I must be in love with the setting I select for a novel, as that place will have to inspire me for all the time it takes to complete the story.
When I was seventeen, I lived in London. I had already decided I would see the world, as if that would be my life’s calling. One day as I walked up Oxford Street toward Marble Arch, my glance fell on a photograph of New York City—a huge photo filling an entire shop window.
I had seen glittering images of New York in movies and magazines, but this photo, shot at night and in black and white, seemed to catch the city-that-never-sleeps, sleeping. I glimpsed my reflection on the windowpane and felt the skyscrapers towering above me. I perceived the rhythm of city—not the frenetic day-to-day beat so often associated with New York, but an amorphous and malleable energy, which I like to think of as the spirit of the city. I felt it calling me. Two years later, I landed a job in an ad agency in New York, which began my long love affair with the city.
Like all love affairs, mine with New York constantly challenged me. I had arrived alone without knowing a soul, but I never felt alone. The black and white photo that had drawn me across the Atlantic drifted over my mind’s eye like visual narrative in a movie.
Many years and many travels later, I wrote my first novel Dream Chaser: Awakening, and I chose New York as the setting. The story feels like an echo of the city: the fierce daylight run for success, the dazzle of the glittering events of evening, slow dancing into the late night hours. Sleeping in the soft whoosh of its amorphous and malleable spirit. Awakening to the call of your own.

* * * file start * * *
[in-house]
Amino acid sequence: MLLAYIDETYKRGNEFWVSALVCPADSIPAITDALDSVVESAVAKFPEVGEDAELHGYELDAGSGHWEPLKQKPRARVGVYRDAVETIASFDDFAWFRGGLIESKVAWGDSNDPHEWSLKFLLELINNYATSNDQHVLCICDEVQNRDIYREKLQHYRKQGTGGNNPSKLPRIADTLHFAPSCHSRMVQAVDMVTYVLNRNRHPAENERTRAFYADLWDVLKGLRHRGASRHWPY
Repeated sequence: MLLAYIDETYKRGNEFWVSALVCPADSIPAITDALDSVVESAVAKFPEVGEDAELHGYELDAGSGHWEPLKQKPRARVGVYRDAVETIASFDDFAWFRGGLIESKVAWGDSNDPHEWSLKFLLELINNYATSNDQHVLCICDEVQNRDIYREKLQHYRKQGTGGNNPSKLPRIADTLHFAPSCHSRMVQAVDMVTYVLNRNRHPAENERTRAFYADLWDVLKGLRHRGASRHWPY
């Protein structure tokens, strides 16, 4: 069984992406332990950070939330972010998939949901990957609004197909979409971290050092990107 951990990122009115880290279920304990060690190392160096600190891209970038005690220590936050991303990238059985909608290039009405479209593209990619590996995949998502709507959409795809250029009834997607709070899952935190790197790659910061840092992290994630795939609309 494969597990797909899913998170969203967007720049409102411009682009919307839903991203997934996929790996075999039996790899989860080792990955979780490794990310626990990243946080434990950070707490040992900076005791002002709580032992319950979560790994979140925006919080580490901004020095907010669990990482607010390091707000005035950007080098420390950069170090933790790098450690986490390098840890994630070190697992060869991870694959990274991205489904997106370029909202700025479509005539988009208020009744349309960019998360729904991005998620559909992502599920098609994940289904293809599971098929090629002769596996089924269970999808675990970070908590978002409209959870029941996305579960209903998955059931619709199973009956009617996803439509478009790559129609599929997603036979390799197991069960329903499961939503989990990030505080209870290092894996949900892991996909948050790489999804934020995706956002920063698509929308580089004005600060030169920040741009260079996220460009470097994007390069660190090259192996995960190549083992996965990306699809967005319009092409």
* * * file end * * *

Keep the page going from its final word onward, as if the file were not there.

I wrote stories as a young child and dreamed of being a writer one day. For many years I traveled the world and worked in different careers. I settled into writing full time fifteen years ago.
Do you write during the day, at night or whenever you can sneak a few moments?
My habit is to write for about three hours in the early morning. I like to edit in the afternoon. When traveling, I write anywhere I can.
What is this book about?
A woman who feels hard-wired to be with the man she loves but who cannot realize that love because of a debt she bears from a previous life in ancient Ruberah.
What inspired you to write it?
I wanted to set a novel in Cornwall, UK, where I grew up. I felt the lush countryside, the moors, and the rugged coast would feed my imagination. They did. Lovers came to mind—lovers who must time travel to the ancient past to heal a rift that prevents them from being together. I needed an immortal—a guide who would help them. I turned to an old Cornish legend that fascinated me as a child: the legend of the beautiful nymph Tamara and the giant brothers Tavy and Tawridge. Tamara lives in a cave beneath the moors with her parents. Her father forbids her to meet the giants. Tamara disobeys him. Her father catches her with the giants and punishes her by turning her into a river of tears. Tamara forms the River Tamar. As a child, I traveled back and forth to boarding school by train crossing the River Tamar. I imagined Tamara as a water spirit who helped people.